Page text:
Our First Air-Conditioner
By 1955 though, my father couldn't take trying to sleep in the heat anymore. It was that year, we went to Sears and bought a Fedders room air conditioner. I remember the name because the whole process was a big decision-making deal. He and my mom lugged that three-quarter ton thing up two flights to our apartment. (I remember the "three-quarter ton" because my father kept mentioning it whenever he spoke of our new addition to the family.)
After getting our Fedders through our apartment door, my dad spent that whole Saturday "seating" it properly in the windowsill so it wouldn't fall on the head of anyone below walking on Farwell Ave. Of course, the first few days resulted in a bit of "over-chill." So we tried adjusting the knobs back and forth: inside air-outside air, high fan-high cool, high fan-low cool, low fan-high cool, or low fan-low cool. Eventually we able to sit in the living room without our sweaters on and enjoy "the air."
We truly appreciated that air conditioner and honored it. It became like a living, breathing god who sat in our living room window, whirring with power. My father continued to adjust Our Gray Mightiness on a daily basis. He cleaned the filters. He cut new wood blocks to support it more firmly. He yelled at my mom and me if we let hot air in. (It was a challenge just to get in and out of the door as fast as my father required. I got bruised by quickly closing doors a lot that first summer.) And even though my father and mother were happy to see me inside the air-conditioning house while they worked, being a good Catholic child, I felt morally weak enjoying the cool air while my dad worked in a hot factory and my mother checked groceries in Mr. Tempkin's hot market across the street. I tried to finish my inside summer chores quickly and go out to play under the blazing hot sun, but sometimes doing the dishes and vacuuming the carpet inside our 70-degree air-conditioned apartment took half a day.Mea Culpa.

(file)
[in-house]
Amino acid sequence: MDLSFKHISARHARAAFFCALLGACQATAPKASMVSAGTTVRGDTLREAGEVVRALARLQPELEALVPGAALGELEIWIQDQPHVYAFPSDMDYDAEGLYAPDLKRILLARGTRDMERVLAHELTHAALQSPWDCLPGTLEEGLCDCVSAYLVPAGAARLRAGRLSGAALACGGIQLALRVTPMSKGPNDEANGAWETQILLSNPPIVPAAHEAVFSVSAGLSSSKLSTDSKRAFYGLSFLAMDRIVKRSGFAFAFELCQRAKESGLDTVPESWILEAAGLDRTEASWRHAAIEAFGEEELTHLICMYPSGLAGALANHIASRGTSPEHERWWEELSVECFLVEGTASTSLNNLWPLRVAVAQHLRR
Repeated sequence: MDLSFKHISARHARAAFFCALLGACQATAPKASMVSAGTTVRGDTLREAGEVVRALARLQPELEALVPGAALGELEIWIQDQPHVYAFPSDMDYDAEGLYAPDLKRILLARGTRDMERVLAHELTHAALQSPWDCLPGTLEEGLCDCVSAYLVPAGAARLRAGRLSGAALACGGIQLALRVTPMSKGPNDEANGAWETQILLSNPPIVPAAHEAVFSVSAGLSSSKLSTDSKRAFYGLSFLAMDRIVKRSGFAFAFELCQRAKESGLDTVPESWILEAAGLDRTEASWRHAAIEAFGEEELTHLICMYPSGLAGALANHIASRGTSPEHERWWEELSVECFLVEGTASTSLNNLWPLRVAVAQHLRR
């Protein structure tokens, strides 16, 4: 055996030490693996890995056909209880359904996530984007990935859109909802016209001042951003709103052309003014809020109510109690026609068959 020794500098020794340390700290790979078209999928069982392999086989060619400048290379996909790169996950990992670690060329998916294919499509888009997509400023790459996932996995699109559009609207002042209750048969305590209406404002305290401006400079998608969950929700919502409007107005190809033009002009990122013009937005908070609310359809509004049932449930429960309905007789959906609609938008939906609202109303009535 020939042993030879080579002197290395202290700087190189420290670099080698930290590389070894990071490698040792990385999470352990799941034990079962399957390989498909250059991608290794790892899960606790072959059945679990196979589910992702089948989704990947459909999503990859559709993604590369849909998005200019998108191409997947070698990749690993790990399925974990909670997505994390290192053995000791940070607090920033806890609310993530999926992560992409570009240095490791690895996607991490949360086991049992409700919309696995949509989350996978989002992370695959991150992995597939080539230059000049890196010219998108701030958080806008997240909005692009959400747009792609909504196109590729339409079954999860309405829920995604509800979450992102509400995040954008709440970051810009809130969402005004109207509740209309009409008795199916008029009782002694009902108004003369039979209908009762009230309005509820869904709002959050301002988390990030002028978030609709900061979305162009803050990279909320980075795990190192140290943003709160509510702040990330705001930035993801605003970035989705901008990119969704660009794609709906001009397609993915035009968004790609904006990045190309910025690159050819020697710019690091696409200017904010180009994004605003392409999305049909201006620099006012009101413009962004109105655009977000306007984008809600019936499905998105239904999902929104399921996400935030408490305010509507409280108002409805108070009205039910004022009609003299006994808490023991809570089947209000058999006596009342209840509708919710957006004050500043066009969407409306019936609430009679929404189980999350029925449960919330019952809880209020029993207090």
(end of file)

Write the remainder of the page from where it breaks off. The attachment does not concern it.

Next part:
Why Are You Reading This?
In my adult life, I have tried to be conservative in my air conditioning use. After all, I was part of the hippie generation, and for all the erroneous impressions of us, we were nothing if not environmentally aware and conscientious. And of course Al Gore, our contemporary, finally revealed the inconvenient truth about the global changes that we predicted, (ahem).
So in case any of you reading this essay happens to be working in Research and Development in the fields of universal geothermal energy, parabolic mirror powered sterling engines, bio-diesel reactors, solar updraft towers, hot fusion or giant invisible wind turbine technology, I have a question for you: "Why in the heck are you sitting there, wasting time reading this??? Stop ditsy-ing around and get back to work finding an energy-efficient, guilt-free way for us to turn on our air-conditioning! The world needs you! "It's a moral imperative," as the character Chris Knight in the movie Real Genius would say. There simply aren't enough confessionals for all of us to visit to confess our air-conditioning sins. And not many of us want to continue keeping the thermostat at 92 and risk our "hot spouses" divorcing us.